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Sixty Years After the First Description: Genome Sequence and Biological Characterization of European Wheat Striate Mosaic Virus Infecting Cereal Crops
- Sõmera, Merike, Kvarnheden, Anders, Desbiez, Cécile, Blystad, Dag-Ragnar, Sooväli, Pille, Kundu, Jiban Kumar, Gantsovski, Mark, Nygren, Jim, Lecoq, Hervé, Verdin, Eric, Spetz, Carl, Tamisier, Lucie, Truve, Erkki, Massart, Sébastien
- Phytopathology 2020 v.110 no.1 pp. 68-79
- Alopecurus pratensis, Dactylis glomerata, Festuca rubra, Lolium multiflorum, Nicotiana benthamiana, Phleum pratense, Poa pratensis, RNA, Tenuivirus, Triticum aestivum subsp. spelta, Wheat American striate mosaic virus, barley, death, genome, genomics, grain crops, grasses, high-throughput nucleotide sequencing, host range, hosts, laboratory experimentation, necrosis, nucleotide sequences, oats, pasture plants, pastures, plant diseases and disorders, plant viruses, rye, triticale, viruses, wheat, Estonia, Norway, Sweden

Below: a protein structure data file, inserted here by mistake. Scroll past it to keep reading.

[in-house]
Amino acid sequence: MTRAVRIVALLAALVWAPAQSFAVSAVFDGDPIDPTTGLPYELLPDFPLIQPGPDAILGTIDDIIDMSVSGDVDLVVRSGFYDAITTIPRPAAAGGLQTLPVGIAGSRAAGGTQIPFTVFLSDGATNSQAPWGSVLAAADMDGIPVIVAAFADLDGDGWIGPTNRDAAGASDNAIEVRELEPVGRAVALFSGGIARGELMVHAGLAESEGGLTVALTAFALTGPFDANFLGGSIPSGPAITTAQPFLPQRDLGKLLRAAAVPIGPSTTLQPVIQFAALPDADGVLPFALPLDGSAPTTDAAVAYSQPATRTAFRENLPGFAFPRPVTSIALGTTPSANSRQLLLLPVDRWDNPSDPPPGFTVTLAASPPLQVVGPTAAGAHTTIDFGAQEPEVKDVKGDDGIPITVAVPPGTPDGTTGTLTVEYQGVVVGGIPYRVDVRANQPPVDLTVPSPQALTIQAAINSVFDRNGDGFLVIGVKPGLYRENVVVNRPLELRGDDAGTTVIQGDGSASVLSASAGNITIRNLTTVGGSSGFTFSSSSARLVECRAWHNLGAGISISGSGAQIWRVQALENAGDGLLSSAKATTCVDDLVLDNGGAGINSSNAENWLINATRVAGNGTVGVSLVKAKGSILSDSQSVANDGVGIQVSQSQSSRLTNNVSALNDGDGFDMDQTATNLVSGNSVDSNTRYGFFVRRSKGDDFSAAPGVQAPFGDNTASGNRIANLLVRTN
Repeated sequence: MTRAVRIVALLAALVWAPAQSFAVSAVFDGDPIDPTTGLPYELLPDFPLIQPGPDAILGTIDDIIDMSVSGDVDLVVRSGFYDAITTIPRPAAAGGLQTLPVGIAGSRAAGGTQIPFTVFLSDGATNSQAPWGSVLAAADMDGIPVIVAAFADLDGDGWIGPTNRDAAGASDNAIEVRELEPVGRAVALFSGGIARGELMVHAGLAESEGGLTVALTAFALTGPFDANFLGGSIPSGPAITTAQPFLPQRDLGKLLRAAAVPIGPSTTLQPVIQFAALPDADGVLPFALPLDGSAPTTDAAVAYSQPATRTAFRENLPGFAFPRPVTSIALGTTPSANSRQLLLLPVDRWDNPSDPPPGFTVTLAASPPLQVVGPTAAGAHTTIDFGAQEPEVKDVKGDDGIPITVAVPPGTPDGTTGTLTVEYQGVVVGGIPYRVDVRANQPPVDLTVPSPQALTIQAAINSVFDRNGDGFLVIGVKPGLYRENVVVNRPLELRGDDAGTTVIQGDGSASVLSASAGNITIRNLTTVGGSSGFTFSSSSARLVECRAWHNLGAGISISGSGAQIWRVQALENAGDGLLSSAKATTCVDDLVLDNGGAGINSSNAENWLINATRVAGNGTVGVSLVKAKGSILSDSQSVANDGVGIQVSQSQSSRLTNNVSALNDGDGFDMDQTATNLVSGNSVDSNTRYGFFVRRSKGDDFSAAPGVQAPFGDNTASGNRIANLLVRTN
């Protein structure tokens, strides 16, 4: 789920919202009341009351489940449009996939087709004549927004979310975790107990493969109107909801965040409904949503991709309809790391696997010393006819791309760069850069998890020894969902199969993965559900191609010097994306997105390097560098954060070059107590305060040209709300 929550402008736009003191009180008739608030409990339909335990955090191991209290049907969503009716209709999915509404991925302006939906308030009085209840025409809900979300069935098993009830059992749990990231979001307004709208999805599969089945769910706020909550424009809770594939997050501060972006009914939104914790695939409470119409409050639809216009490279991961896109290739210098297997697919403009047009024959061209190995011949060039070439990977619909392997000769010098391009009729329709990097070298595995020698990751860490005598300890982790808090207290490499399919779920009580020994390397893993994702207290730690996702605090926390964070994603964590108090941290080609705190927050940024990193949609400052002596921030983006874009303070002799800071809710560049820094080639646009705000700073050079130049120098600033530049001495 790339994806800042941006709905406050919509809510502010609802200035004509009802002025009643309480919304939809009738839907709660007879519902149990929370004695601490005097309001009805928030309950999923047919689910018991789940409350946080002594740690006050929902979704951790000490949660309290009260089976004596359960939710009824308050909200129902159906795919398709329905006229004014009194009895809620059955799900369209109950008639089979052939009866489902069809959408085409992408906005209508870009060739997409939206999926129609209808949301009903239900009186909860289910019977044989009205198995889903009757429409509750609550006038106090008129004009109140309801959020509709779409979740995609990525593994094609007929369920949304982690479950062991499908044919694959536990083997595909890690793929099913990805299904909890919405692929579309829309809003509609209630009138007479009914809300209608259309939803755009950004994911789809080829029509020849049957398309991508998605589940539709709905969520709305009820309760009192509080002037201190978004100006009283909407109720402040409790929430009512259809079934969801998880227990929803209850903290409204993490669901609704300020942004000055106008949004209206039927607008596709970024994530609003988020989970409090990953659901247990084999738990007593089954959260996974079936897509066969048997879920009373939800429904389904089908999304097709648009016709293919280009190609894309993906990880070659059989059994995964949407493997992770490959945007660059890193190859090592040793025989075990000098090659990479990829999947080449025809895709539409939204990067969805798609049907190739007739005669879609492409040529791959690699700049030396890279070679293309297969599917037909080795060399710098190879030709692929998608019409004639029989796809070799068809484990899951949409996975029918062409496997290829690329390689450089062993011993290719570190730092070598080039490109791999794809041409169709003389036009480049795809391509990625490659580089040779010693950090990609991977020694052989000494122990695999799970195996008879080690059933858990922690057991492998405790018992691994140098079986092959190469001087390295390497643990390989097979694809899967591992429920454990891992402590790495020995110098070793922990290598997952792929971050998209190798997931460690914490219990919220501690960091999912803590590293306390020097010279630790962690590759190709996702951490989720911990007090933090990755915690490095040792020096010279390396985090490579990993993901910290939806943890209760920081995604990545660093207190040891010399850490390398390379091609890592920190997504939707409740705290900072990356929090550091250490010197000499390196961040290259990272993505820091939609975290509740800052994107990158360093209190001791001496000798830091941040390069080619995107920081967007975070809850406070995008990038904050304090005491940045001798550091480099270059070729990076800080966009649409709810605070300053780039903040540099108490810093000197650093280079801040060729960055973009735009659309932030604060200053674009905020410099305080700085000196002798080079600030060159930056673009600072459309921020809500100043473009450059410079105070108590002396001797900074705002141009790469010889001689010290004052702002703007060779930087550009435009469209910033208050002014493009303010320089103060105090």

- High-throughput sequencing technologies were used to identify plant viruses in cereal samples surveyed from 2012 to 2017. Fifteen genome sequences of a tenuivirus infecting wheat, oats, and spelt in Estonia, Norway, and Sweden were identified and characterized by their distances to other tenuivirus sequences. Like most tenuiviruses, the genome of this tenuivirus contains four genomic segments. The isolates found from different countries shared at least 92% nucleotide sequence identity at the genome level. The planthopper Javesella pellucida was identified as a vector of the virus. Laboratory transmission tests using this vector indicated that wheat, oats, barley, rye, and triticale, but none of the tested pasture grass species (Alopecurus pratensis, Dactylis glomerata, Festuca rubra, Lolium multiflorum, Phleum pratense, and Poa pratensis), are susceptible. Taking into account the vector and host range data, the tenuivirus we have found most probably represents European wheat striate mosaic virus first identified about 60 years ago. Interestingly, whereas we were not able to infect any of the tested cereal species mechanically, Nicotiana benthamiana was infected via mechanical inoculation in laboratory conditions, displaying symptoms of yellow spots and vein clearing evolving into necrosis, eventually leading to plant death. Surprisingly, one of the virus genome segments (RNA2) encoding both a putative host systemic movement enhancer protein and a putative vector transmission factor was not detected in N. benthamiana after several passages even though systemic infection was observed, raising fundamental questions about the role of this segment in the systemic spread in several hosts.